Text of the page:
The Wizards are exploring trade options for the fourth-year forward, according to multiple people familiar with the situation, a development first reported by the Athletic on Wednesday.
Standing in a hallway at Capital One Arena after a lopsided win over the Orlando Magic, Hachimura expressed dissatisfaction with his standing on the team. Asked whether he thinks he will be traded, he said: “I guess. I don’t know.”
“I just want to be somewhere that wants me as a basketball player,” he continued. “And I want to be somewhere that loves my — likes my game, you know? … I just want to be somewhere that trusts, believes in me. Just I can be myself — that’s my goal.”
The Wizards drafted Hachimura ninth overall in 2019 and started him for all 48 games he played his rookie year, which was shortened by injuries. He is averaging 13 points in his fourth year — down from a career-high 13.8 in his second season — while coming off the bench for second-year coach Wes Unseld Jr., whose Wizards are 20-26.
On Saturday, the 24-year-old Hachimura described his season as “up and down.” It began on a high note — he arrived refreshed after missing the first half of the 2021-22 season for a mental health break and then played a starring role during a two-game preseason showcase in his native Japan, where the Wizards faced the Golden State Warriors.
In late November, an ankle sprain and bone bruise kept him out of action for a month; he missed 16 games. Since his return Dec. 22, though, Hachimura has been a sparkplug off the bench. Both of his 30-point performances have come in that span.
“It’s been up and down, I feel like, as a team,” Hachimura said Saturday when asked to describe his season. “Even for me, I had an injury and I had to stay away for like a month. … It was tough for me to come back from the injury and all that. I don’t know. I think we have good pieces, you know, but somehow, someone’s got to put everything together. … Culture, you know? I feel like that’s the one thing I can say. It’s just hard. For all of us, it’s not the place that we want to be. But I think it’s going to be fine.”
Hachimura is not the only Wizards player whose future is up in the air.
Washington has a complicated, expensive task ahead in retaining its core trio of center Kristaps Porzingis, forward Kyle Kuzma and guard Bradley Beal. Porzingis has a $36 million player option for next season, and Kuzma has said he plans to explore free agency.
Washington has signaled to other teams that it would like to retain Kuzma, according to multiple people familiar with their plans, but paying him market price could push the Wizards closer to the luxury tax. Owner Ted Leonsis has paid the luxury tax just once since taking full ownership of the team in 2010.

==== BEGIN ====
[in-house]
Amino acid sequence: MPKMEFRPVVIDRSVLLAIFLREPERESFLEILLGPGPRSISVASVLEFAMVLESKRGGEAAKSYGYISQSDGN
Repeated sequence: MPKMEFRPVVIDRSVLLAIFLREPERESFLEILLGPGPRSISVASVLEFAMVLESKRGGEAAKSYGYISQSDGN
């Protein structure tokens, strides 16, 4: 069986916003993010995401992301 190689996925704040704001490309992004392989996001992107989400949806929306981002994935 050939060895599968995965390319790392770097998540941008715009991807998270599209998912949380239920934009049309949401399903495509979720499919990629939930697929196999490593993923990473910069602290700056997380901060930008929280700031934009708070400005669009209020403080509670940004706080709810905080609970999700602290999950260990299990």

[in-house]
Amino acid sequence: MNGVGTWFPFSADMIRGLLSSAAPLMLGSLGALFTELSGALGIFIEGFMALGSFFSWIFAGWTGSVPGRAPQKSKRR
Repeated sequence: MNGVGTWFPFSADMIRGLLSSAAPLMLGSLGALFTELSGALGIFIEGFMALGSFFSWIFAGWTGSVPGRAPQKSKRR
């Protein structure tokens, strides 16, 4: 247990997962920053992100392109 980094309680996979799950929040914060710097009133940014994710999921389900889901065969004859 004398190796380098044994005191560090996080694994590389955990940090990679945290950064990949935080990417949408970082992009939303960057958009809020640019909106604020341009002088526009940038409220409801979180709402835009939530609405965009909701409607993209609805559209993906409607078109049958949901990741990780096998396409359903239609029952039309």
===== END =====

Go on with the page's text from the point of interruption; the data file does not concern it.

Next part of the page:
Moving Hachimura would solve at least one problem for the Wizards: their traffic jam at forward with Hachimura and Deni Avdija, the ninth pick in the 2020 draft, competing for minutes. Washington deploys a starting lineup that has Kuzma at small forward and Porzingis at power forward — Hachimura’s natural position.
“[Porzingis] playing more minutes at [power forward] kind of bumps everyone down,” Unseld said Saturday when asked about the logjam. “Deni doesn’t get too many minutes at the four — kind of minimizes Kuz’s minutes at the four. So I can see where some of those guys feel a little bit of a squeeze, but now that we’ve gotten whole, it’s whoever we need in the moment — we’re going to call that person.”
That Washington is exploring trades — and that Hachimura appears not opposed to one — is unsurprising from both sides. They did not reach an agreement on a rookie contract extension this fall.
The Wizards’ desire to court the Japanese fan base that Hachimura brought along when he entered the NBA apparently has dwindled as well. Leonsis did not make the preseason trip to Japan, where Hachimura took on the role of cultural tour guide and fan favorite. (Leonsis has been a candidate for months to buy a substantial stake in the Washington Nationals.) Also, Monumental Sports did not have a sponsorship deal with Tokyo-based NEC Corporation this season, as the company did in Hachimura’s first three years.
Asked about his mind-set amid trade rumors, Hachimura said he all he can do is believe in himself. The trade deadline is Feb. 9.
“I just have to play my game, you know? I know what I can do: I can help the team to win, either here or [for] other teams,” he said. “… So I’ve just got to keep focused on the moment right now. I know all the stuff going on right now, but I’ve just got to play the games and be myself.”